By Cara Sulieman
A SCOTS university has unveiled a “green” supercomputer that can process data more than 1000 times faster than the average PC.
Eddie – the main supercomputer at University of Edinburgh – has been upgraded to make him more environmentally friendly.
The system – based at the Edinburgh Compute and Data Facility – can now run more complex problems in less time and using less energy.
Eddie will aid university research into areas such as bioinformatics, speech processing, particle physics, material physics, chemistry, cosmology and neurology.
The advance is the result of a joint project by the university and OCF, a company that specialises in high performance computers.
Powered by IBM technology, Eddie can hold almost a year’s worth of high definition video in his 130 terabyte memory.
Energy saving IBM iDataPlex servers use a water cooling feature to remove all the heat from the processors.
And this is just the first stage for the supercomputer, which will be upgraded again next year.
Dan Cohen, MD of IBM and consultant to the The University of Edinburgh said: “Research is the lifeblood of the technology industry.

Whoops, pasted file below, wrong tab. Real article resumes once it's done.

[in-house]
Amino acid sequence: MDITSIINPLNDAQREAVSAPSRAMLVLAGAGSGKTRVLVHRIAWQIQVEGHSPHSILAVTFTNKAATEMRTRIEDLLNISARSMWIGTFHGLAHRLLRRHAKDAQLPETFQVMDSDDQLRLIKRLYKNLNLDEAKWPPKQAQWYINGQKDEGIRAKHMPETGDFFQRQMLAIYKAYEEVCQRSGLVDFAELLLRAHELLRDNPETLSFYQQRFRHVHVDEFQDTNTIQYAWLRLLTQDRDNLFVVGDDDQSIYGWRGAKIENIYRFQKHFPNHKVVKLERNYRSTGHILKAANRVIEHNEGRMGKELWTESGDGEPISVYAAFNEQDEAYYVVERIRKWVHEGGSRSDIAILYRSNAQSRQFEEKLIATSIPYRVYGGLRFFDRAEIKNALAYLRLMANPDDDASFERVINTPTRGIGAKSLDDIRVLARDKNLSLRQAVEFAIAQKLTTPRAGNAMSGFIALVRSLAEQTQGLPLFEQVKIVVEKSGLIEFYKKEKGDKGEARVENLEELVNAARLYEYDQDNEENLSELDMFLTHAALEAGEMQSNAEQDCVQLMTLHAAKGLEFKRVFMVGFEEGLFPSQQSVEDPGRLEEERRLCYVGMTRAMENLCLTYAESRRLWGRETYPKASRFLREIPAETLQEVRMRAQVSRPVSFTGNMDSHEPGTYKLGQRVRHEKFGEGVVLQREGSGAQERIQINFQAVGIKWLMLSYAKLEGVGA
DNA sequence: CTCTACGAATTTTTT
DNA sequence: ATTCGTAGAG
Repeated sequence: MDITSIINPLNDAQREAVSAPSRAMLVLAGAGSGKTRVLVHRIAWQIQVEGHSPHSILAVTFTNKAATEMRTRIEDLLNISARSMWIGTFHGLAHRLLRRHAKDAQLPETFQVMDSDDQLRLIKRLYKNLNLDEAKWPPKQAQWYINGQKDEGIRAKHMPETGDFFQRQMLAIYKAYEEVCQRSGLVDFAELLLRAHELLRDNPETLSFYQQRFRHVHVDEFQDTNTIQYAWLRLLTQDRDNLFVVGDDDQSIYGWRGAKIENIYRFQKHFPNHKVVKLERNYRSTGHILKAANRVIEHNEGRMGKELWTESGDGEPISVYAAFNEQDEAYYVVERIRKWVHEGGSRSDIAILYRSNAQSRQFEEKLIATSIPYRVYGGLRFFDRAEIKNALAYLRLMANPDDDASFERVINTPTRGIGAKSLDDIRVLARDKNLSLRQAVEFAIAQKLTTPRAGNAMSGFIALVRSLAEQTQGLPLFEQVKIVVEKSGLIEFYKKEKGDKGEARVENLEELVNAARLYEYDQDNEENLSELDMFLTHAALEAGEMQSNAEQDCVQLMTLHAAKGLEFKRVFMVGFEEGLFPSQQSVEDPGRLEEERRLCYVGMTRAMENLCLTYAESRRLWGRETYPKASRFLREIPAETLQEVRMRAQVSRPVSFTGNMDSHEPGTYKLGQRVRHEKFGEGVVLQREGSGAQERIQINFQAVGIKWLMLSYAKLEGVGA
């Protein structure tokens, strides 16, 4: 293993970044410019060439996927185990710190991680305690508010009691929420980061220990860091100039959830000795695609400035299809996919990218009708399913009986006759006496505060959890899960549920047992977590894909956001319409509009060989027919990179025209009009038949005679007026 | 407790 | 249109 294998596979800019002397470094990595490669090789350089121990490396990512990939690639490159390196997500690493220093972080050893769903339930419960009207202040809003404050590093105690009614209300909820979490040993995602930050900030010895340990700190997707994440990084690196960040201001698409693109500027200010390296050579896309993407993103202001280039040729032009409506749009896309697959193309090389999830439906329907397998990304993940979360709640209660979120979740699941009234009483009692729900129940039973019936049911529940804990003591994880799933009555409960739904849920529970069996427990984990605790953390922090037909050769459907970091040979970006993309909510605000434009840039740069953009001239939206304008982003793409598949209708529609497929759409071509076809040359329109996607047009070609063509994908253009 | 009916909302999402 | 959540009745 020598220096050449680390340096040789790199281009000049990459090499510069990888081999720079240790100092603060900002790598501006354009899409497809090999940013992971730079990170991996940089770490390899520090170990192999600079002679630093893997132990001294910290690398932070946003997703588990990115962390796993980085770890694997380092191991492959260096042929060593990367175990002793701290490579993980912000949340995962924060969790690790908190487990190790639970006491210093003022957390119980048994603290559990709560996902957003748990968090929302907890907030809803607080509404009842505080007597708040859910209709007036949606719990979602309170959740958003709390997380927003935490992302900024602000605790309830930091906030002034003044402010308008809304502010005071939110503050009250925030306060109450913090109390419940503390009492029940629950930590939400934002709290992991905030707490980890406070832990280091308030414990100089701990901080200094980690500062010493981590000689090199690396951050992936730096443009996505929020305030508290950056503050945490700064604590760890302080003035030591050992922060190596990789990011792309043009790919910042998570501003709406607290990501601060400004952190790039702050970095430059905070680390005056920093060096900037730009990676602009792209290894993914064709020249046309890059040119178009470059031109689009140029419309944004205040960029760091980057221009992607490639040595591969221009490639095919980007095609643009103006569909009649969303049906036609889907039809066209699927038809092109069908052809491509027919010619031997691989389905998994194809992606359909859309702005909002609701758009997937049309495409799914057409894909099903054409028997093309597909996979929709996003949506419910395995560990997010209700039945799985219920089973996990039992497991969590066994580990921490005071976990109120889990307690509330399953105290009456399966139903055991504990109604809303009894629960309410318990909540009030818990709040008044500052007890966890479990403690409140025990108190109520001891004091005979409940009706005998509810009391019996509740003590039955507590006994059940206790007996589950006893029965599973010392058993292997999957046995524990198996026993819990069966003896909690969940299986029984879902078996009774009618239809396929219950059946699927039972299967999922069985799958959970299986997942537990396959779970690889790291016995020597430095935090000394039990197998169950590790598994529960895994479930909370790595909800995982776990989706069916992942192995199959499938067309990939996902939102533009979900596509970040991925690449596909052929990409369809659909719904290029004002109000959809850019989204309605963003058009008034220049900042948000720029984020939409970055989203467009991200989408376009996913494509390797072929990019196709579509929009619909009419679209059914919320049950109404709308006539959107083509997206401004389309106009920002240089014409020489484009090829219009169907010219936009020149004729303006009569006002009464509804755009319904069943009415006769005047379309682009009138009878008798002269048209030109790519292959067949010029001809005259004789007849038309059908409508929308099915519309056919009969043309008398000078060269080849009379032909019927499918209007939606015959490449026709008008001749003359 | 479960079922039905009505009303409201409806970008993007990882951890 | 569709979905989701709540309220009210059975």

“Systems, such as Eddie, allow researchers to look into new and exciting areas in a variety of fields that could lead to a smarter vision for tomorrow.”
Tony Weir, Edinburgh Compute Data Facility Service Director, the University of Edinburgh, said: “The HPC system design put forward by OCF provides both an increase in compute power for the benefit of researchers and a reduction in the University’s running costs due to the innovative technologies in use.
“The new Eddie will deliver double the compute power with significantly reduced heat and energy consumption.”
Julian Fielden, managing director, OCF plc added, “This and future planned upgrades to Eddie will enable researchers to undertake more complex, in-depth research and receive research results more quickly.”